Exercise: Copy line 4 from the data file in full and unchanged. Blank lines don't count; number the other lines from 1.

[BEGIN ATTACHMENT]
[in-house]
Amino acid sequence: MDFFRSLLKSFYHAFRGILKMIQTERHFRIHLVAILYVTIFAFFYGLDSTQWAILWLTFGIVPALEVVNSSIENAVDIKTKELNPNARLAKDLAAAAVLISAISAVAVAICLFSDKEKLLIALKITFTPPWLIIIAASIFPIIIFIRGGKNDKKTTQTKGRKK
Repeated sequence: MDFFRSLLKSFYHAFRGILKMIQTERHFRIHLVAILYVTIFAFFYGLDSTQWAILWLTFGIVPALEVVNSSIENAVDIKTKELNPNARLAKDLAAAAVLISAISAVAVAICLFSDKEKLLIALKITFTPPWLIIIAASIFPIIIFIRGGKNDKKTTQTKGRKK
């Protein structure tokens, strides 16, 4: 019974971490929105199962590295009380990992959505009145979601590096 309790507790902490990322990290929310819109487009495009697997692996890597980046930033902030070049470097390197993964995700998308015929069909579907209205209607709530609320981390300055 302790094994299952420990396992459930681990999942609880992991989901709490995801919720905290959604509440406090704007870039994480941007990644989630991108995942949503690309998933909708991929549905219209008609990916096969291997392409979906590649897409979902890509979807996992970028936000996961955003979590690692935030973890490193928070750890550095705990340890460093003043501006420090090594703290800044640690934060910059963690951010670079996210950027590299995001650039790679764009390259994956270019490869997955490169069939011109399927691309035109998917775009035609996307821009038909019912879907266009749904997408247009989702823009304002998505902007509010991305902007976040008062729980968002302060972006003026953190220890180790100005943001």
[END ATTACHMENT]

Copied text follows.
């Protein structure tokens, strides 16, 4: 019974971490929105199962590295009380990992959505009145979601590096 309790507790902490990322990290929310819109487009495009697997692996890597980046930033902030070049470097390197993964995700998308015929069909579907209205209607709530609320981390300055 302790094994299952420990396992459930681990999942609880992991989901709490995801919720905290959604509440406090704007870039994480941007990644989630991108995942949503690309998933909708991929549905219209008609990916096969291997392409979906590649897409979902890509979807996992970028936000996961955003979590690692935030973890490193928070750890550095705990340890460093003043501006420090090594703290800044640690934060910059963690951010670079996210950027590299995001650039790679764009390259994956270019490869997955490169069939011109399927691309035109998917775009035609996307821009038909019912879907266009749904997408247009989702823009304002998505902007509010991305902007976040008062729980968002302060972006003026953190220890180790100005943001």